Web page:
29/09/2021 - 09:00

Counting the cost of missing students

29/09/2021 - 09:00

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New research from the Mitchell Institute has found that Australia’s limited international student intake due to COVID-19 restrictions is bringing semesterly losses of at least $1 billion.

International students are currently barred from arriving in Australia. Photo: Attila Csaszar

New research from the Mitchell Institute has found that Australia’s limited international student intake due to COVID-19 restrictions is bringing semesterly losses of at least $1 billion.

International students are currently barred from arriving in Australia, with income from this segment falling by $868 million between 2019 and 2020.

In Western Australia, revenue from international students declined by $20.5 million against an overall drop in operational revenue of $202.7 million.

While a combination of prior enrolments and federal and state government support kept the sector’s losses to a minimum in 2020, data from the first six months of 2021 appears to suggest international enrolments are declining at an annual rate of between 20 and 24 per cent.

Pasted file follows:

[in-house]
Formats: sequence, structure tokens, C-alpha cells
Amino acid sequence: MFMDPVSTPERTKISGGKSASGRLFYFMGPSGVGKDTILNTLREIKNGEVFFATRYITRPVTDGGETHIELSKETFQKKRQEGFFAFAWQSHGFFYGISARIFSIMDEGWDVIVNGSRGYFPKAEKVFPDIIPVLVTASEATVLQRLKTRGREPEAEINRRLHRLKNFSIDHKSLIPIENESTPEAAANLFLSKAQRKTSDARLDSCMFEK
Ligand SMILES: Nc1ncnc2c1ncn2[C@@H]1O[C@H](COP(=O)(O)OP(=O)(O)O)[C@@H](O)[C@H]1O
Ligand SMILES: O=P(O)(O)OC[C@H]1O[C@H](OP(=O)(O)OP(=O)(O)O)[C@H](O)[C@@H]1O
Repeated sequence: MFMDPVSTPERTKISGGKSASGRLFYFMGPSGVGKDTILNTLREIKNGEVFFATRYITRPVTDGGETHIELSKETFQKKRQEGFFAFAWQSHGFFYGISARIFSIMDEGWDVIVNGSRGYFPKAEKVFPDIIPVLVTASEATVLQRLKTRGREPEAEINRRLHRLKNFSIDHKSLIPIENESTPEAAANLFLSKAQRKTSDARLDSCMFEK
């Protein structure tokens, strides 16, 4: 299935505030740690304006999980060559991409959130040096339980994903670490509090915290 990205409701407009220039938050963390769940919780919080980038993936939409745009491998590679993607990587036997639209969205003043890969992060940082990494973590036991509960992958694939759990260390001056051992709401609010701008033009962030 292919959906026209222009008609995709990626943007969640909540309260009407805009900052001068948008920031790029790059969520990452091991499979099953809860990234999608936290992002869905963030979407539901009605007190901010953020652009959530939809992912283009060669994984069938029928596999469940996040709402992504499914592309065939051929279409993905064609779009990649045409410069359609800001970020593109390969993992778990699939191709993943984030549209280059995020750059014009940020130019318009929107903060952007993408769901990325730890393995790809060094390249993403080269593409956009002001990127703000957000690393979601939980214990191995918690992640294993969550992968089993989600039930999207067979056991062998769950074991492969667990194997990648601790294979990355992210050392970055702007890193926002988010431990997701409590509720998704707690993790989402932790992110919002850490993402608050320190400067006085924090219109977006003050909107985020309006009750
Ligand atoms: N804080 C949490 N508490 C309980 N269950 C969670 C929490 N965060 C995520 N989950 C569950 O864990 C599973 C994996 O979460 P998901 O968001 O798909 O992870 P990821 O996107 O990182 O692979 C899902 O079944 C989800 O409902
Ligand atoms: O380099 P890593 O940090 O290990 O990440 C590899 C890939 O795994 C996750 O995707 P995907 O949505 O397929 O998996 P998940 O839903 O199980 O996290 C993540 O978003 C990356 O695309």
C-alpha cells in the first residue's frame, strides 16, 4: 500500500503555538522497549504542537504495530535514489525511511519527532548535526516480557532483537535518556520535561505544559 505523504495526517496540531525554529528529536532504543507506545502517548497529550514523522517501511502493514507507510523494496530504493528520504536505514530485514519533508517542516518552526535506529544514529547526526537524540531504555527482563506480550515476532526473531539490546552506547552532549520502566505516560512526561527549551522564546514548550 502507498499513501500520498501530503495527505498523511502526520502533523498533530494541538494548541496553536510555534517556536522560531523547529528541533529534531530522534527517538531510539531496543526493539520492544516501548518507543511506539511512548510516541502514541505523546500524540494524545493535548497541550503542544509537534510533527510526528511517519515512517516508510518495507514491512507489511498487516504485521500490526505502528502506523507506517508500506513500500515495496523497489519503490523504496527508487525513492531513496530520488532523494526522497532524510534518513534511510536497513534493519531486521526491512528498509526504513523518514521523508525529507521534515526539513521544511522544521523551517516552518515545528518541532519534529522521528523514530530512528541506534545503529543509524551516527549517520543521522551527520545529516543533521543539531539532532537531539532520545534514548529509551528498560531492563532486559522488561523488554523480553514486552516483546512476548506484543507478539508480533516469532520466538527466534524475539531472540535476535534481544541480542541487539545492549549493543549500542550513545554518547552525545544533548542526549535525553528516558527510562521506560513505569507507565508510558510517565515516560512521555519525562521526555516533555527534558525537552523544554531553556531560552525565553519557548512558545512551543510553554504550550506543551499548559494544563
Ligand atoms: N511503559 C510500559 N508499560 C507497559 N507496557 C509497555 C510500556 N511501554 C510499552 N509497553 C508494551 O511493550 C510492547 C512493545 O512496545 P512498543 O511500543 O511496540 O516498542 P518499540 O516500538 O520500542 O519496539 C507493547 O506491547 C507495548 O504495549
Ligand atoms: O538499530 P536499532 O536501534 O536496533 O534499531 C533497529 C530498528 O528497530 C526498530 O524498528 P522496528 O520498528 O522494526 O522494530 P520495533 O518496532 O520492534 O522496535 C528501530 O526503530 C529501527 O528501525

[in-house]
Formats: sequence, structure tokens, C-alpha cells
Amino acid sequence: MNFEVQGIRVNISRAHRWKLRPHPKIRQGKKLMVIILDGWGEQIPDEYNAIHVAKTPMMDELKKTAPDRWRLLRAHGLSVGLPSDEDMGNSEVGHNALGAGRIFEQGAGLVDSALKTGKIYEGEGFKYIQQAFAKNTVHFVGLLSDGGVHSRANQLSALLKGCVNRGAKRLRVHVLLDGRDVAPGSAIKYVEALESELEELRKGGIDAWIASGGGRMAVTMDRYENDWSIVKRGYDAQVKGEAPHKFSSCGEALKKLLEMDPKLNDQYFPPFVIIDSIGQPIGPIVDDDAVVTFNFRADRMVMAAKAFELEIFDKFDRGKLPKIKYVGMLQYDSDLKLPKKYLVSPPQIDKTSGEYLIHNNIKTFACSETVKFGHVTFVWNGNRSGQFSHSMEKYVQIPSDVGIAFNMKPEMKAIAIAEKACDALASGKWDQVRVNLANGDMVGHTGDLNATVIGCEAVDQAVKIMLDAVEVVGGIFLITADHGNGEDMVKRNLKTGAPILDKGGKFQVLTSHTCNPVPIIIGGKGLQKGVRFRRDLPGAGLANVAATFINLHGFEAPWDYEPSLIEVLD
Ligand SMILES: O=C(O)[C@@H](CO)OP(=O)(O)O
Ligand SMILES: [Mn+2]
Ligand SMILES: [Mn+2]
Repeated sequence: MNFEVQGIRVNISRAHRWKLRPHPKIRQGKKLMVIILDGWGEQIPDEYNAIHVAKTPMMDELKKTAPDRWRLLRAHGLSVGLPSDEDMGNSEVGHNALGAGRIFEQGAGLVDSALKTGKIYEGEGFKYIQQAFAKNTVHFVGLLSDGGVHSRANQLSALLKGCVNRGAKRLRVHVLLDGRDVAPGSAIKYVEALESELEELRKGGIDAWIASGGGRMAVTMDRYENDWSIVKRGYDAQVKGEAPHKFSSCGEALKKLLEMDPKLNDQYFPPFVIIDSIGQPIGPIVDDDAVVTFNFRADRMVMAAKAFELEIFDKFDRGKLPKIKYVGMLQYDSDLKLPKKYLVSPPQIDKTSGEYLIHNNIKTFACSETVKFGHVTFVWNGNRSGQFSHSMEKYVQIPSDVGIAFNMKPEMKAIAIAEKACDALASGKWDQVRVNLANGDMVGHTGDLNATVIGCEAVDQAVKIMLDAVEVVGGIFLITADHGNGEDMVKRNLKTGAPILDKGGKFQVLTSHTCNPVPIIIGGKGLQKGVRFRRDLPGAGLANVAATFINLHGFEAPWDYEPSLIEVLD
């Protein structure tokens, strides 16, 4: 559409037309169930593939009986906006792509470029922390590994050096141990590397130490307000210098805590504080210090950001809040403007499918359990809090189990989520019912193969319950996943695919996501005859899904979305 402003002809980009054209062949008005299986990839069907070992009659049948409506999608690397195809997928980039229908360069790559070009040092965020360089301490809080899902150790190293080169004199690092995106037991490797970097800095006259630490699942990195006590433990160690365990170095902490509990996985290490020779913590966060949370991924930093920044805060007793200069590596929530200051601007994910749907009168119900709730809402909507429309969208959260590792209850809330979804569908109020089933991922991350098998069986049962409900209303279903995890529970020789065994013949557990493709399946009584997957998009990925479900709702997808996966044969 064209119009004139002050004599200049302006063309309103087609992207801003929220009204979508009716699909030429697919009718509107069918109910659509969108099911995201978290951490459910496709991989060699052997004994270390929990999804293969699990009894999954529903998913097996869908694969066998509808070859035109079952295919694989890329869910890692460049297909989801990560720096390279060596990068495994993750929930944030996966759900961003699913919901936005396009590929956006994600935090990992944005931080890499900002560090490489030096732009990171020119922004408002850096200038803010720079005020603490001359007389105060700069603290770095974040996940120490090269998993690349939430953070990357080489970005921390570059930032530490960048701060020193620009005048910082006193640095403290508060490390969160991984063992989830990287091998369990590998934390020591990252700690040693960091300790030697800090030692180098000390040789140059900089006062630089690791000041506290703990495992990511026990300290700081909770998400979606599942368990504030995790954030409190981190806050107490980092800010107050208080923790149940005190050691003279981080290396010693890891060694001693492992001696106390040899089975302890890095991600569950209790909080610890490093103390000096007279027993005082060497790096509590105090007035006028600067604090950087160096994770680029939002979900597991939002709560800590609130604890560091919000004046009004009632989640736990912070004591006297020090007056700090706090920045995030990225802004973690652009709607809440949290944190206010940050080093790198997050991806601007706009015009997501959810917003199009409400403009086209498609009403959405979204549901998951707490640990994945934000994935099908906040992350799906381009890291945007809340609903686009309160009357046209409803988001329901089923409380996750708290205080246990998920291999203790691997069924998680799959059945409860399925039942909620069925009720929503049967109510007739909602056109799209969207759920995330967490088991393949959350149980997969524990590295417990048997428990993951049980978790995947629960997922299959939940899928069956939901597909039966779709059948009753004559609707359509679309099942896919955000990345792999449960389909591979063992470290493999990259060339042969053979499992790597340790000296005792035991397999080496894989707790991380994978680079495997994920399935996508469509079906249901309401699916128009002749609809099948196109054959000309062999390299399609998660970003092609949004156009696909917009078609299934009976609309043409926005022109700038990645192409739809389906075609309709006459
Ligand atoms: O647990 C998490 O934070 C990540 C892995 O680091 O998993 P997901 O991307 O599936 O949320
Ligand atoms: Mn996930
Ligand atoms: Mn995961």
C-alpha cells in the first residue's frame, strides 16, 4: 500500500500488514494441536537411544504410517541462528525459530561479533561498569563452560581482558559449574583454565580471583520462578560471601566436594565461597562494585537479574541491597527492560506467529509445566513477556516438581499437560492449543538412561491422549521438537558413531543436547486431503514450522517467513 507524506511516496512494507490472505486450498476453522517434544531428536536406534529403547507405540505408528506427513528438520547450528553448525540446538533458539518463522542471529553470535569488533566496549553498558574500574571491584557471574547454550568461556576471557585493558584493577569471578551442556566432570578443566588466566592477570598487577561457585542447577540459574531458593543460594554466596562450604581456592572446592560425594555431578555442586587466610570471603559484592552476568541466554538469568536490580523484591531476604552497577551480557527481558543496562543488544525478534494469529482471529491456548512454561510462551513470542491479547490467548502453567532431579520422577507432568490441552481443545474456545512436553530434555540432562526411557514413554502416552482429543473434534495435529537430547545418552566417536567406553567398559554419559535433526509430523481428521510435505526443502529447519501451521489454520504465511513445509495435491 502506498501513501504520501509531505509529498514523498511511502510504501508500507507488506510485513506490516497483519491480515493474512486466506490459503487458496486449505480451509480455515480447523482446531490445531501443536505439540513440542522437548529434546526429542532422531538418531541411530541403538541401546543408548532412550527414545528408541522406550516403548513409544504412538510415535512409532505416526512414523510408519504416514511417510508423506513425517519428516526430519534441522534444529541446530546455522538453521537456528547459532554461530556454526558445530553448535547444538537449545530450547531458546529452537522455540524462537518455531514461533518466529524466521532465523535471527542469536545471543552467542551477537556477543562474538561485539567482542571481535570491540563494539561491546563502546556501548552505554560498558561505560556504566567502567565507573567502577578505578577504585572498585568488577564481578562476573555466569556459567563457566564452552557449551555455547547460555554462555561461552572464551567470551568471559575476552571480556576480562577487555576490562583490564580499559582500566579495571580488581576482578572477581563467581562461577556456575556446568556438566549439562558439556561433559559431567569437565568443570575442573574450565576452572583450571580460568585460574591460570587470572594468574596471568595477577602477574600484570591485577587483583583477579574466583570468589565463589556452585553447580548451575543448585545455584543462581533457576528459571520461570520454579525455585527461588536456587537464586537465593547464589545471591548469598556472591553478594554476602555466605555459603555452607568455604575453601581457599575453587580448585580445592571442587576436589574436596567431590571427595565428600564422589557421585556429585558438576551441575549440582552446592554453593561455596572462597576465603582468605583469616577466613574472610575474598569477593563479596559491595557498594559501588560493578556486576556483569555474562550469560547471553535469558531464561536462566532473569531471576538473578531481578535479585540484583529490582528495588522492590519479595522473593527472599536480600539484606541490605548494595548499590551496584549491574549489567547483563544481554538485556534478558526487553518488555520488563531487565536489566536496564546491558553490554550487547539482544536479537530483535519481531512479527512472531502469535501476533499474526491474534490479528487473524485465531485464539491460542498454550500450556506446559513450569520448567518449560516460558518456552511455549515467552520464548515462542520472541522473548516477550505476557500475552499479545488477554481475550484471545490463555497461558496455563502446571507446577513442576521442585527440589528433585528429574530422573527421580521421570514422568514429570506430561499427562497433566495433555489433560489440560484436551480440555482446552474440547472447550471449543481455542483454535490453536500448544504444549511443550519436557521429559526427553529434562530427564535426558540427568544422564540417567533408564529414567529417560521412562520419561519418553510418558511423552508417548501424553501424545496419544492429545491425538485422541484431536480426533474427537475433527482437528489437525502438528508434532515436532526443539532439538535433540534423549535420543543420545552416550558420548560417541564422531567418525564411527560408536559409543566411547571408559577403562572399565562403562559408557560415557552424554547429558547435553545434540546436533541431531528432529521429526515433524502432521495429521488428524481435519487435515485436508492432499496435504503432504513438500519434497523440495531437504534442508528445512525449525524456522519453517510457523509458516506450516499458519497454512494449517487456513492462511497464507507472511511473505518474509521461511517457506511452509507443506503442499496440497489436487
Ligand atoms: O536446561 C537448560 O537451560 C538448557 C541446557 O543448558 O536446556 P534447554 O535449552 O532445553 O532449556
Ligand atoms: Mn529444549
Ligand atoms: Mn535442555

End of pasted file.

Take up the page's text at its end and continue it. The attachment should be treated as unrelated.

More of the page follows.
That would indicate annual losses of between $2 billion and $2.4 billion for every six months in which international students are not welcomed back to Australia.

According to the report’s authors, universities remain exposed to pandemic-related issues, with the Job-ready Graduates Act failing to rectify shortfalls in revenue.

“Universities will receive an extra $1 billion in research funding for 2021 but there have been no other substantial extra funding announcements for 2022 or beyond,” they said.

“Without further support, the outlook for universities in 2022 and 2023 is very difficult.”

Overseas students are unlikely to return soon, given national cabinet has agreed the country’s international border will only reopen once more than 80 per cent of the population is vaccinated.

While the report’s authors stopped short of suggesting the federal government plug the revenue hole left by international students, they said the case for further, targeted support was evident.

“This is especially relevant for 2022 and 2023, as reduced movements across Australia’s international border seems likely to impact the revenue streams universities have relied on,” they said.

“What is required is a broader, long-term plan that addresses the scale of the crisis, the very real prospect that international student revenue may not recover to its pre-pandemic levels and the long-term effect on the sector’s ability to stabilise.”

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